Clinical Laboratory Technician Training Schools & Degree Programs

Clinical laboratory work plays an essential role in finding disease in the human body. Lab work can help in the detection, diagnosis, and treatment of disease. Clinical laboratory technicians are also known as medical technologists. Clinical laboratory specialists analyze and examine body fluids and cells.

These specialists look for bacteria, microorganisms, and parasites. They are responsible for analyzing the chemical content of fluids, and they do matching of blood types for blood transfusions. A clinical technician also tests for drug levels in the blood. This testing helps them determine how well a patient is responding to treatment.

Top Clinical Lab Tech/Medical Technologist Schools

Further your education at Rasmussen College.Choose from seven schools of study including programs in business, nursing, technology, and more. You could earn your bachelor’s degree in as little as 18 months and help advance your career through our AcceleratED program.


  • Medical Laboratory Technician Associates Degree
  • Surgical Technologist Associates Degree
Locations: Moorhead
Ready for an exciting new career? Southern Technical College offers intensive, hands-on career training in the areas of business, health sciences and applied electronics technology.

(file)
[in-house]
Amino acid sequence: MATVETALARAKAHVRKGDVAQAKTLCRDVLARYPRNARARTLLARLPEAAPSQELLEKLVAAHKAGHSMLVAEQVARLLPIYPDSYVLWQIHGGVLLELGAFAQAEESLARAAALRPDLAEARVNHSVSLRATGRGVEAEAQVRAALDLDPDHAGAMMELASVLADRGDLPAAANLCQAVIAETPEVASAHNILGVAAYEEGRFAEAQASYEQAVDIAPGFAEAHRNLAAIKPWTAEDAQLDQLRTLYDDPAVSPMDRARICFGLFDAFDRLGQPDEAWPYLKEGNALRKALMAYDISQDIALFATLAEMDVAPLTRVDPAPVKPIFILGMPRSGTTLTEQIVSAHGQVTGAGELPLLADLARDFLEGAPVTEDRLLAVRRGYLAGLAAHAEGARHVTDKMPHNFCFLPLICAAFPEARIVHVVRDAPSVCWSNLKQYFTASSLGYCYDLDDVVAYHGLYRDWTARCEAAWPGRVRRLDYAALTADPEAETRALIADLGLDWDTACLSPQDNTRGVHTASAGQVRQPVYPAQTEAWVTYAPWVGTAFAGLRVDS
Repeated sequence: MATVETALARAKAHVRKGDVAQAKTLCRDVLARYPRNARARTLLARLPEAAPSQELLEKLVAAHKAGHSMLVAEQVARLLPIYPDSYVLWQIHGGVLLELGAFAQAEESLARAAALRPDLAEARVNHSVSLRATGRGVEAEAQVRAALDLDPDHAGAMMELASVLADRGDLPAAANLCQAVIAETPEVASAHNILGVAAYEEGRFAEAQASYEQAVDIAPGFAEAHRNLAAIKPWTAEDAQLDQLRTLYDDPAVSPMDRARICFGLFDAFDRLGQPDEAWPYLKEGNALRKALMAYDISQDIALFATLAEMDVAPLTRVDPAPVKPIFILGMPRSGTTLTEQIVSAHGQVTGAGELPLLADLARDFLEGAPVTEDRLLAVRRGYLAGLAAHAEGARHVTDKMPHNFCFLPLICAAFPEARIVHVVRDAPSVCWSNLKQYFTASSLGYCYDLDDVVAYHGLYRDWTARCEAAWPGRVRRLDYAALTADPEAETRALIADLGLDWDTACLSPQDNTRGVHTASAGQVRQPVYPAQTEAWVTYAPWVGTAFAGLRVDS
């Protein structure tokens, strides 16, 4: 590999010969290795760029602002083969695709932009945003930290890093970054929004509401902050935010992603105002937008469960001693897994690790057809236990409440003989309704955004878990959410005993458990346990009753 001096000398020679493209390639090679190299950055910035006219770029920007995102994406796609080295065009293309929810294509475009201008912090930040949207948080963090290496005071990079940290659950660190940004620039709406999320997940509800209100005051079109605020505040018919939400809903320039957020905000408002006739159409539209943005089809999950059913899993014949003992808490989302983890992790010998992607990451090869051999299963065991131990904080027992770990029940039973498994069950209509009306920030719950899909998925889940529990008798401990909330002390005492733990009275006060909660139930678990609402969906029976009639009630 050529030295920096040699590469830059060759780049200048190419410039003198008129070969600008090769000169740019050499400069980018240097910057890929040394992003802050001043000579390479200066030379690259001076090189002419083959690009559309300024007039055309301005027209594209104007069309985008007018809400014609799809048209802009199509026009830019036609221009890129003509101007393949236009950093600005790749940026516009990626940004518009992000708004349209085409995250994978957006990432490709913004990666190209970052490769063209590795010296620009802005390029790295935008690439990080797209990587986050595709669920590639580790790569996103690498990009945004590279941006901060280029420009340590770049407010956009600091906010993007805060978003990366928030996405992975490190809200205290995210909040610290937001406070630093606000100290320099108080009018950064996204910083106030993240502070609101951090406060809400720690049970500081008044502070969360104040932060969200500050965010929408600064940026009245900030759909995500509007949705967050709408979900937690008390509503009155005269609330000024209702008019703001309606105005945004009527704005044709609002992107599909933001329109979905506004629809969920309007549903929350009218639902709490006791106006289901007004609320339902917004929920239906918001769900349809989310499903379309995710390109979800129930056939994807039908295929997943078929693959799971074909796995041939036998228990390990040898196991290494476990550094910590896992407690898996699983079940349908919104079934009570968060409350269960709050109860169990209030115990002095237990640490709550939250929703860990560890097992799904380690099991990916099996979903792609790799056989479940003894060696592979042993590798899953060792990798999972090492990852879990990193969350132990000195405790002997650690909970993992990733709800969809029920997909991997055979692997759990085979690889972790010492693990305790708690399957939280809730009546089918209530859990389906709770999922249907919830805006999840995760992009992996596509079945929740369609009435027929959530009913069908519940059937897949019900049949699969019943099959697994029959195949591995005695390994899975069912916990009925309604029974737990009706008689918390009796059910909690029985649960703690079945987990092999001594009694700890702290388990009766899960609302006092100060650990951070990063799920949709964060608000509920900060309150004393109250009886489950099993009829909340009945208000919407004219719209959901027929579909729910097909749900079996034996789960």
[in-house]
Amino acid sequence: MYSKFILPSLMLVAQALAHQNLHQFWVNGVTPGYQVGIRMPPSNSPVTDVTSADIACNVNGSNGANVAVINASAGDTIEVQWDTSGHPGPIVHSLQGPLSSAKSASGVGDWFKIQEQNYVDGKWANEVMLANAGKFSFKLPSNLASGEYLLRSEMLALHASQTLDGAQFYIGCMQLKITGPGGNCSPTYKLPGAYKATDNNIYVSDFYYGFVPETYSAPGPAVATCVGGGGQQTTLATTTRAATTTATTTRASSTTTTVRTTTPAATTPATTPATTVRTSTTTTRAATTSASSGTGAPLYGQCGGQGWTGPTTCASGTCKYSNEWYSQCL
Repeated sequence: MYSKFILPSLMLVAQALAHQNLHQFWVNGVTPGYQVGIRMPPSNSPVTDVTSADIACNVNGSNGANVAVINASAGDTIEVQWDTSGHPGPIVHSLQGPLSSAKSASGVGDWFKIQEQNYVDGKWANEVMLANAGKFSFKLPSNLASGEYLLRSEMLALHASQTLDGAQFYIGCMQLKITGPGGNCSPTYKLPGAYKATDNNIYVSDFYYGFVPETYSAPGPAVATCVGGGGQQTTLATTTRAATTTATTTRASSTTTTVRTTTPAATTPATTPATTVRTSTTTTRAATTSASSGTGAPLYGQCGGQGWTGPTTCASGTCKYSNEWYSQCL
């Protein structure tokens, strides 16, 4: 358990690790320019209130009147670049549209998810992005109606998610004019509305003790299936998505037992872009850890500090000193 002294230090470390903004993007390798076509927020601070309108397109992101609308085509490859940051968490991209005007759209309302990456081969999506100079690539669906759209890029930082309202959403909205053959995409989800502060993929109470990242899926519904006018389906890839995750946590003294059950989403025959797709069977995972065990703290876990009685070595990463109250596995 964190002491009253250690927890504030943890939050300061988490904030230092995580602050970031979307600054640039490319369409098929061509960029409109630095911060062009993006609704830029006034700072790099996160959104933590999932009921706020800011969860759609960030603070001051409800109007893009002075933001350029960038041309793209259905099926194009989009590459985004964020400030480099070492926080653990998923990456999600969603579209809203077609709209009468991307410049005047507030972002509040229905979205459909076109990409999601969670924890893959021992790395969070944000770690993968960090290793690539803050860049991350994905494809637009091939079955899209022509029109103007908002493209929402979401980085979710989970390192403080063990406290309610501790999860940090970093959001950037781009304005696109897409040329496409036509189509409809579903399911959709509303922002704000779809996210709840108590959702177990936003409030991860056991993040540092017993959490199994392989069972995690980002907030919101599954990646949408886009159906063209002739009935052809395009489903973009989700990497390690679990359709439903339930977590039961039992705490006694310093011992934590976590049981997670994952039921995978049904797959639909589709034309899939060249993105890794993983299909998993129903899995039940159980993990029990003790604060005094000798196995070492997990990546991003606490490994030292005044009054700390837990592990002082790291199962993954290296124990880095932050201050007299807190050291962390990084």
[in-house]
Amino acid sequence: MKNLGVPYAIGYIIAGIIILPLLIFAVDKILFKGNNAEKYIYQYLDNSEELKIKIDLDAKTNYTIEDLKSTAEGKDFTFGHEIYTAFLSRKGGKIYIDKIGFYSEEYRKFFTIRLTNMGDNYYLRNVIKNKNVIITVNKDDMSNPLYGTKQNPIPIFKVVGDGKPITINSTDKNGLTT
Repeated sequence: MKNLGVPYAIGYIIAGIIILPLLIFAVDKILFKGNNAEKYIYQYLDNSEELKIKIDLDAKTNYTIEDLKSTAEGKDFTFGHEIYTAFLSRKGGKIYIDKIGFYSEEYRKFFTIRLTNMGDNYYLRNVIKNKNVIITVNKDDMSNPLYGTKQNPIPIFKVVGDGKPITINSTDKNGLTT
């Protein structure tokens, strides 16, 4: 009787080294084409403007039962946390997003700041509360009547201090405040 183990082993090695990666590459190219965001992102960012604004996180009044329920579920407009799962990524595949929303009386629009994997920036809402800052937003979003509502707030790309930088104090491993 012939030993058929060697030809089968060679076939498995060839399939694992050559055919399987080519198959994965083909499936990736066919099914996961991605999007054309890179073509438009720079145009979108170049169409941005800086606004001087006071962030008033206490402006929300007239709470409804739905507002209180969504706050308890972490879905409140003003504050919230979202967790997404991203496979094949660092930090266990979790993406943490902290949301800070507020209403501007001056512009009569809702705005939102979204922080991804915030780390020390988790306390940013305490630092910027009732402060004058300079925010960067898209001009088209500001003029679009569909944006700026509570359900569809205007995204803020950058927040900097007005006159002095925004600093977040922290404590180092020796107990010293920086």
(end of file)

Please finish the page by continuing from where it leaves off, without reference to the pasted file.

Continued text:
• A.S. - Medical Laboratory Technician
  • A.S. - Surgical Technician
Locations: Tampa

Keiser University offers accredited degree programs in today's in demand careers: Healthcare, Technology, Paralegal, Business, Nursing and Legal Studies.


  • Medical Laboratory Technician, AS
Locations: Fort Lauderdale

Welcome to Carrington College - The Starting Point for Health Care Careers. With roots that date back more than 45 years, Carrington College has helped to shape the careers of tens of thousands of students as they prepare to enter health care professions.


  • Medical Laboratory Technology
Locations: Phoenix

Star Career Academy - the career school of choice.Students will be prepared for entry-level employment in allied medical assisting and other health fields, hotel/restaurant management, cosmetology, or a choice from our professional culinary and baking & pastry programs. What makes us unique, and unlike other trade schools, is the dedication of our staff to provide performance-based occupational training. Students gain the knowledge and confidence they need so that they may quickly gain employment and achieve the success they desire.


  • Dialysis Technician
  • Surgical Technology
Locations: Brick

Sanford-Brown can help prepare you for a rewarding career in health and dental care, business, paralegal, criminal justice, Design & Media Arts or information technology. With nearly 20 campuses in the Sanford-Brown Institute and Sanford-Brown College divisions, selecting a school that suits your particular career training and education needs is easy.


  • Associate of Applied Science in Medical Laboratory Technician
  • Certificate in Dialysis Technology
  • Associate of Applied Science in Cardiovascular Sonography